New twist in Beijing car plate scandal

0 Comment(s)Print E-mail Shanghai Daily, December 8, 2012
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In the latest twist to the ongoing controversy over Beijing's car plate scandal, it has emerged that it is the son of the capital's traffic management chief that embroiled his father in the wrongdoing.

Song Jianguo, the director of Beijing Traffic Management Bureau [File photo]

Media reports on Thursday accused Song Jianguo, the director of Beijing Traffic Management Bureau, of corruption over car plate lottery, prompting Beijing police to deny the allegation.

But it turns out Song's son and secretary are the errant duo who sold plates to frustrated car buyers for as much as 200,000 yuan (US$32,100) each, the Chongqing Morning Post reported yesterday, without identifying them.

Officials from the bureau and a car industry insider confirmed that Song assisted in the official probe into his son's illegal activities, the report said.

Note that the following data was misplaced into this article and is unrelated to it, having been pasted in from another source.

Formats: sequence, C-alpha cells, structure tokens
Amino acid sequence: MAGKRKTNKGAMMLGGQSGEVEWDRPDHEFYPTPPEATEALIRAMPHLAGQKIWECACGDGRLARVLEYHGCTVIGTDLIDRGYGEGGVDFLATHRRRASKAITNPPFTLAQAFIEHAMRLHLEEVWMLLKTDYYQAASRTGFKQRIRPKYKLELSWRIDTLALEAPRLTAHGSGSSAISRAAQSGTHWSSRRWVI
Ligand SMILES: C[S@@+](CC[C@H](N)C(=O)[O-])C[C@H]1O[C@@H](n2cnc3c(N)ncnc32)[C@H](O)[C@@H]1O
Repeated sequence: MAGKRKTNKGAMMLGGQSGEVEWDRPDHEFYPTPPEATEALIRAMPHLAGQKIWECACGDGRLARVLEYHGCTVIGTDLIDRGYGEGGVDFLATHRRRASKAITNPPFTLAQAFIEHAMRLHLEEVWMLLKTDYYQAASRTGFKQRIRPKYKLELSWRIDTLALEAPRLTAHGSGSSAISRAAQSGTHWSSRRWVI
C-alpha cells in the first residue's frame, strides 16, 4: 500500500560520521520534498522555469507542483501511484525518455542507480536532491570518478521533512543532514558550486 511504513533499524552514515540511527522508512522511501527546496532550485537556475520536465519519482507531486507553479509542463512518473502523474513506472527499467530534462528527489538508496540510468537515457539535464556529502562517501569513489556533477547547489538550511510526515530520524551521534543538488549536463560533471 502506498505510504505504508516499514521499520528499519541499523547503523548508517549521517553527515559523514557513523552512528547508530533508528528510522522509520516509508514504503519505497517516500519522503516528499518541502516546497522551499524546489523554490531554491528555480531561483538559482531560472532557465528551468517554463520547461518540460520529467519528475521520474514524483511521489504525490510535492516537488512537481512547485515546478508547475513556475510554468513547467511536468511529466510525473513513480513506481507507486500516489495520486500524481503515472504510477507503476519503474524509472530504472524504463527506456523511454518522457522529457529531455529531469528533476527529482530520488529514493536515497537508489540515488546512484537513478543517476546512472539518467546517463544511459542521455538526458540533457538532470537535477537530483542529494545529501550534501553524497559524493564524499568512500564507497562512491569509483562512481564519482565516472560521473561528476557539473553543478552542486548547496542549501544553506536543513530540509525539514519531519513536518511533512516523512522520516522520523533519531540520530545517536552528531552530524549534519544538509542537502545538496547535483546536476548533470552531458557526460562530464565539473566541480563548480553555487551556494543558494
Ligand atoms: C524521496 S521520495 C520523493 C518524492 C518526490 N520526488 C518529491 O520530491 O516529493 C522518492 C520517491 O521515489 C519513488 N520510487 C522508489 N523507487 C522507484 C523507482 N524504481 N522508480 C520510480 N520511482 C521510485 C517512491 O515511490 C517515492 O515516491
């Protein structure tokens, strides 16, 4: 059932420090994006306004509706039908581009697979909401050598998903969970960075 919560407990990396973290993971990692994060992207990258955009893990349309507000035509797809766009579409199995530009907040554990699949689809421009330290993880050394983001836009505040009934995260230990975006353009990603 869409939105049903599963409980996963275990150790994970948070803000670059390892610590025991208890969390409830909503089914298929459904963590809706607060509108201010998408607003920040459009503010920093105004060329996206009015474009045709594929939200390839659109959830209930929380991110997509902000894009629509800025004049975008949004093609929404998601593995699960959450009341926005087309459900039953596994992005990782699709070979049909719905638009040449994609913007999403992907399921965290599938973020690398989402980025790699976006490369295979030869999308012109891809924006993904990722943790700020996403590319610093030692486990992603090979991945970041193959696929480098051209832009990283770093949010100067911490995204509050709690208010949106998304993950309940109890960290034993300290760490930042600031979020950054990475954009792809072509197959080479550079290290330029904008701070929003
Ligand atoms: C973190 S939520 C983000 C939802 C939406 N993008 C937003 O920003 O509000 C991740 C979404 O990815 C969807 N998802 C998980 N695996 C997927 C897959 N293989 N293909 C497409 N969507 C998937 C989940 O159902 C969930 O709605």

The bureau issues around 20,000 plates every month through a lottery system but there are more than a million applicants every month.

A record 1.26 million Beijing residents applied for car tags last month. Song's son and secretary reportedly cashed in over the soaring demand by scalping the car plates.

A Beijing car dealer, who declined to be identified, said the pair's connections with the authorities greatly facilitated the practice. "Under the strict quota, only those have close connections with authorities can engage in the business," he added.

Another insider told the paper that Song's son might be in possession of some plate numbers with in-demand prefixes like Jing A or other lucky numbers. They sell for a bigger price. Jing is a shortened name for Beijing.

The paper claimed a deputy director with the Beijing Vehicle Management Administration is also being investigated in the scandal.

The scam first came to light when someone by the name of Liu Xuemei won the lottery for seven straight months. Netizens smelled a rat and discovered that Liu, who is in her 30s, is the deputy director of the vehicle management department in the Ministry of Public Security. She is in charge of drafting rules and issuing vehicle licenses.

But Liu and Beijing Transportation Commission have denied any wrongdoing or malpractices. The commission claimed it was likely that all the winners happened to have the same name.

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